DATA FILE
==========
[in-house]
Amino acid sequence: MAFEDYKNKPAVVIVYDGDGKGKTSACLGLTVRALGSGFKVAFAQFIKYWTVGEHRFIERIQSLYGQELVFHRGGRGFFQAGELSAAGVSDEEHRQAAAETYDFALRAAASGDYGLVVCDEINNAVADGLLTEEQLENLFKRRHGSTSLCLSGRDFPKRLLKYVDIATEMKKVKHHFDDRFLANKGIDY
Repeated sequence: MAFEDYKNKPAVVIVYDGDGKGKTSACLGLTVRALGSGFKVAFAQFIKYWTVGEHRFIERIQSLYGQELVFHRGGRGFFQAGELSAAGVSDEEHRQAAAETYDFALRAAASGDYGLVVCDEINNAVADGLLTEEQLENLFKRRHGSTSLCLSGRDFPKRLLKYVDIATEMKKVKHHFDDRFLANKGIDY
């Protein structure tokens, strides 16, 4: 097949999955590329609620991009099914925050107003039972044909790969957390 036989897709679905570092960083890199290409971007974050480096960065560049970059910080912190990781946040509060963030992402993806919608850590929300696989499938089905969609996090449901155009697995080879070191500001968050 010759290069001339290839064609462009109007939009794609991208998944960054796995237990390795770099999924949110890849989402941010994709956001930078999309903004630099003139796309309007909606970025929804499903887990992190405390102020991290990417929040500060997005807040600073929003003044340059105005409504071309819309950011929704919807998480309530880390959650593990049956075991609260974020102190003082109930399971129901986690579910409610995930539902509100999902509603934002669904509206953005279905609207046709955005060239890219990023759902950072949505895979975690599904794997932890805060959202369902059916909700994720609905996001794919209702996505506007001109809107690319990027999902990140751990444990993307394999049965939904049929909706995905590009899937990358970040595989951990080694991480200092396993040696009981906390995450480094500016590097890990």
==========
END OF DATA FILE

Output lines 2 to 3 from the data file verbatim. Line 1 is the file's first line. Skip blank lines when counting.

Amino acid sequence: MAFEDYKNKPAVVIVYDGDGKGKTSACLGLTVRALGSGFKVAFAQFIKYWTVGEHRFIERIQSLYGQELVFHRGGRGFFQAGELSAAGVSDEEHRQAAAETYDFALRAAASGDYGLVVCDEINNAVADGLLTEEQLENLFKRRHGSTSLCLSGRDFPKRLLKYVDIATEMKKVKHHFDDRFLANKGIDY
Repeated sequence: MAFEDYKNKPAVVIVYDGDGKGKTSACLGLTVRALGSGFKVAFAQFIKYWTVGEHRFIERIQSLYGQELVFHRGGRGFFQAGELSAAGVSDEEHRQAAAETYDFALRAAASGDYGLVVCDEINNAVADGLLTEEQLENLFKRRHGSTSLCLSGRDFPKRLLKYVDIATEMKKVKHHFDDRFLANKGIDY